We have heard a lot about CISA since its inception, less than three years ago. One of its top leaders characterizes CISA’s role as a “risk adviser” for federal agencies.
“We’ve seen a tremendous increase in critical vulnerabilities across federal networks and national stakeholder networks,” said Michael Duffy, Acting Associate Director for the Cybersecurity and Infrastructure Security Agency on Federal Monthly Insights – Network Transformation and Modernization (via EIS).
With foreign actors, be they government-sponsored...
With foreign actors, be they government-sponsored or government-approved (by the turning of a blind eye), protecting an agency’s assets has grown increasingly more challenging.
“For CISA to really be in a position to affect the change that’s needed for network modernization and for network security, greater insight into what’s happening on the network is truly critical,” Duffy said.
Duffy points to “tremendous advances,” over the past couple of years and looks to current leadership to empower agencies to go even further and advance “those efforts to gain even greater insights into what’s happening.”
“That’s the challenge that we’re in right now,” said Duffy, on Federal Drive with Tom Temin. “That’s where things like the administration’s Cyber Executive order come into play, providing CISA both the authority to take certain actions and gain certain visibility. But as a service provider, providing that level of capability to agencies so that we, as one cohesive unit, can tackle these really challenging cyber issues together.”
Since March 2020, successfully equipping remote workers and adapting to the pandemic, have been met head on by the federal government.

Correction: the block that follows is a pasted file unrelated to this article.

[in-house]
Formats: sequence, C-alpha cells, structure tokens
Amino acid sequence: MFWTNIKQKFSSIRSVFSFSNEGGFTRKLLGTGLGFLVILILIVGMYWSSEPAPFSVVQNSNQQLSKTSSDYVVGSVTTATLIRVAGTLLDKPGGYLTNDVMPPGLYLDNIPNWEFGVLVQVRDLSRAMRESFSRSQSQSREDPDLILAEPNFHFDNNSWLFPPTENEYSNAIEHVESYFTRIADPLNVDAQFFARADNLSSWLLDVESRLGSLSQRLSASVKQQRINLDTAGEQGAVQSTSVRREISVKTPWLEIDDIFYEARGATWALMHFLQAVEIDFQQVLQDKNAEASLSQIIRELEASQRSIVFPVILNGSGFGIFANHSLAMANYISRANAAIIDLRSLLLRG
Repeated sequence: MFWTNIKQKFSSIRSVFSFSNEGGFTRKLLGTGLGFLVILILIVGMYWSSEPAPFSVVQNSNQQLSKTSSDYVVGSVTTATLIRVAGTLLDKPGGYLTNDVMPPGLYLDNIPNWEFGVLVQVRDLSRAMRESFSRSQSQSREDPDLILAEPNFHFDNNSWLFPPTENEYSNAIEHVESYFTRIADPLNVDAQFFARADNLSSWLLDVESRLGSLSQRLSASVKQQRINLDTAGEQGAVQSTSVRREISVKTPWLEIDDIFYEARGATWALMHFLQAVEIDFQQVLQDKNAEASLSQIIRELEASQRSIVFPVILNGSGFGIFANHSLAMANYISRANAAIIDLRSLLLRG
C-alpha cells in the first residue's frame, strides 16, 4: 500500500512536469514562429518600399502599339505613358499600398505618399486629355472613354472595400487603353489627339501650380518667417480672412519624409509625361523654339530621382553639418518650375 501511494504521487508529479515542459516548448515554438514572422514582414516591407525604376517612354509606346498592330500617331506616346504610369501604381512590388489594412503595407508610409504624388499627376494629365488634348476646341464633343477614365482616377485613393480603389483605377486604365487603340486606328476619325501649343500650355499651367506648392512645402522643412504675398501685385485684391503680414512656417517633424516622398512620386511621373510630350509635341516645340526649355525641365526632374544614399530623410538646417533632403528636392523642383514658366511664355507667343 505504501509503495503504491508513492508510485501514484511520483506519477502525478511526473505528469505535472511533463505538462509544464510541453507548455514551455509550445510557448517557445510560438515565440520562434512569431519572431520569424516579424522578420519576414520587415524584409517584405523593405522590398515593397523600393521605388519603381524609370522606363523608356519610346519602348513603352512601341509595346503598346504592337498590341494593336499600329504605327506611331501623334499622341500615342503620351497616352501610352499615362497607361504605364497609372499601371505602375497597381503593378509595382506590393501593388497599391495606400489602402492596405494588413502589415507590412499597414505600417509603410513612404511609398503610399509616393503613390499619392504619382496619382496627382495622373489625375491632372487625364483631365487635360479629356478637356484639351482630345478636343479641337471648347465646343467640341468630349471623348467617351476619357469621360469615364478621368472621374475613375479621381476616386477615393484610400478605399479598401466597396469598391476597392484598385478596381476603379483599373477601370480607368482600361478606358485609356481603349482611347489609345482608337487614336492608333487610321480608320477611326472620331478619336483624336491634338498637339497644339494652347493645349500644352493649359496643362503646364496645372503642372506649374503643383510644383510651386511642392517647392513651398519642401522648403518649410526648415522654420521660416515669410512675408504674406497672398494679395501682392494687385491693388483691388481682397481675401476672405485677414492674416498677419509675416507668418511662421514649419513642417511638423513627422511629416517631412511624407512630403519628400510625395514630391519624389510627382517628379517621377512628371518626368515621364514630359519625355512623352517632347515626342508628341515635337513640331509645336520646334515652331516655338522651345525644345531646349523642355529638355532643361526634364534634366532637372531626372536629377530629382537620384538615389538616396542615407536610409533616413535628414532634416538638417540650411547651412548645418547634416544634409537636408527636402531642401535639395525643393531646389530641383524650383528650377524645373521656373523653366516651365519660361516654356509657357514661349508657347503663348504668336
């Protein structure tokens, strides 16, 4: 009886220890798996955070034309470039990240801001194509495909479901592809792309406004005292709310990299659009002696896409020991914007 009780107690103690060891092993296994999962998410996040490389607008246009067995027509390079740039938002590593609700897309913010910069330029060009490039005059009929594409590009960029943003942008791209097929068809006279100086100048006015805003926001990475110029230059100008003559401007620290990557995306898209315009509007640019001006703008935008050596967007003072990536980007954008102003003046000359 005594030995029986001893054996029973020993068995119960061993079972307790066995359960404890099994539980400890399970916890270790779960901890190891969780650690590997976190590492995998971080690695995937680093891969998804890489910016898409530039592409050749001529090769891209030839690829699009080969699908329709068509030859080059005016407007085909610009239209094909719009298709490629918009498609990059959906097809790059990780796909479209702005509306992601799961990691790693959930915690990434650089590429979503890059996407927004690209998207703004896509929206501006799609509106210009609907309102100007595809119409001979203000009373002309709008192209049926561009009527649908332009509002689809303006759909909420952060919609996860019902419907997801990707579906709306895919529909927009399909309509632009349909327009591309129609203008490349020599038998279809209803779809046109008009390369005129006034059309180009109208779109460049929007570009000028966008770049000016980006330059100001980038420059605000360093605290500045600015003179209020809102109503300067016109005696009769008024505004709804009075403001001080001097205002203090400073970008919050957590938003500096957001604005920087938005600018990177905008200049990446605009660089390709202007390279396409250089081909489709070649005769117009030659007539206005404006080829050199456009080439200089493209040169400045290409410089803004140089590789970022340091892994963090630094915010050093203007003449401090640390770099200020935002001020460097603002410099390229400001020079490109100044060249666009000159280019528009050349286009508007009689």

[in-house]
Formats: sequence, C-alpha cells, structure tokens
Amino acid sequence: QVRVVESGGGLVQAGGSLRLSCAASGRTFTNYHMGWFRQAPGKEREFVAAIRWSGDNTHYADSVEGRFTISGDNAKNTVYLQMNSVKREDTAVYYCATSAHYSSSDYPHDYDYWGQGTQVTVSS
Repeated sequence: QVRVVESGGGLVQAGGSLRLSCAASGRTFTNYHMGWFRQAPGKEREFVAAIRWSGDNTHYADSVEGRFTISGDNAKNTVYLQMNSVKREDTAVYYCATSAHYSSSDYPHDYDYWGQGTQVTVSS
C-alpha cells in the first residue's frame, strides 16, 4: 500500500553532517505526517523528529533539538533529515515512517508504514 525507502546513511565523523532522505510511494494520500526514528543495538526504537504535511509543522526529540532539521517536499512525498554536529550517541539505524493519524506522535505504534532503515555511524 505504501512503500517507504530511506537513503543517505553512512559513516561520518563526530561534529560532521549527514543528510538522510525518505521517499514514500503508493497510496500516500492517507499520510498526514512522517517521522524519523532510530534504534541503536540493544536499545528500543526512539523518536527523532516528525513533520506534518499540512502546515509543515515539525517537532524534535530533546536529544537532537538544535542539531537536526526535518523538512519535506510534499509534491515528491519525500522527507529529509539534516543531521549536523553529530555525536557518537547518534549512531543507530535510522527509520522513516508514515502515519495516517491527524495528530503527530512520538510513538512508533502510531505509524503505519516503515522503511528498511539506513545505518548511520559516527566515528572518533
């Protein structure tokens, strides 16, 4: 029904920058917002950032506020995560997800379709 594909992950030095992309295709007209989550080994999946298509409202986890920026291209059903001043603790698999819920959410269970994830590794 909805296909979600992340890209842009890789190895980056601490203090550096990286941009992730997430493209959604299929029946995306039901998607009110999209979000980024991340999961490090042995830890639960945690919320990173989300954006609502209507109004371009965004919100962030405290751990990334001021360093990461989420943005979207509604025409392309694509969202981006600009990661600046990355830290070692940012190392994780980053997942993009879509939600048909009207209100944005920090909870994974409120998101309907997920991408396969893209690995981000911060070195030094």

“Agencies have been planning for network modernization and secure cloud migration efforts for a number of years and I think that got us ahead of the curve to some degree, but no one anticipated everything happening at once,” Duffy said.
The results of that overnight change for workers, that lasted for months and continues, have meant most people don’t think things will return to what they once were, where everyone was at the office five days a week.
“I think we look at it in three ways. The first is on the agency user. Second on operations, you mentioned the ad hoc approach of, ‘We got through it. We got it done. Now, what’s next.’ And the third important piece of this is that network management, that network modernization shift that we’re experiencing right now,” Duffy said.
GSA, of course, is handling the EIS contracts, running into the tens of billions of dollars, over the next decade and a half.
“This is where CISA and GSA really have found an important partnership in how we advance the next steps when it comes to secure cloud adoption or network modernization,” Duffy said. “These things always have a contract in procurement, vendor security component, that we’ve seen the need to strategically align, and the Trusted Internet Connections program, our continuous diagnostics and mitigation program and really the shared services that that CISA is now offering to federal agencies.”
As the federal government’s transformation and modernization move forward, some see a sort of “interplay of clouds, data centers and users” that make things much more complicated.
“The government’s, and really OMB’s, push for data center modernization, optimization is simplicity, which is often the best approach we can take for effective cybersecurity,” Duffy said.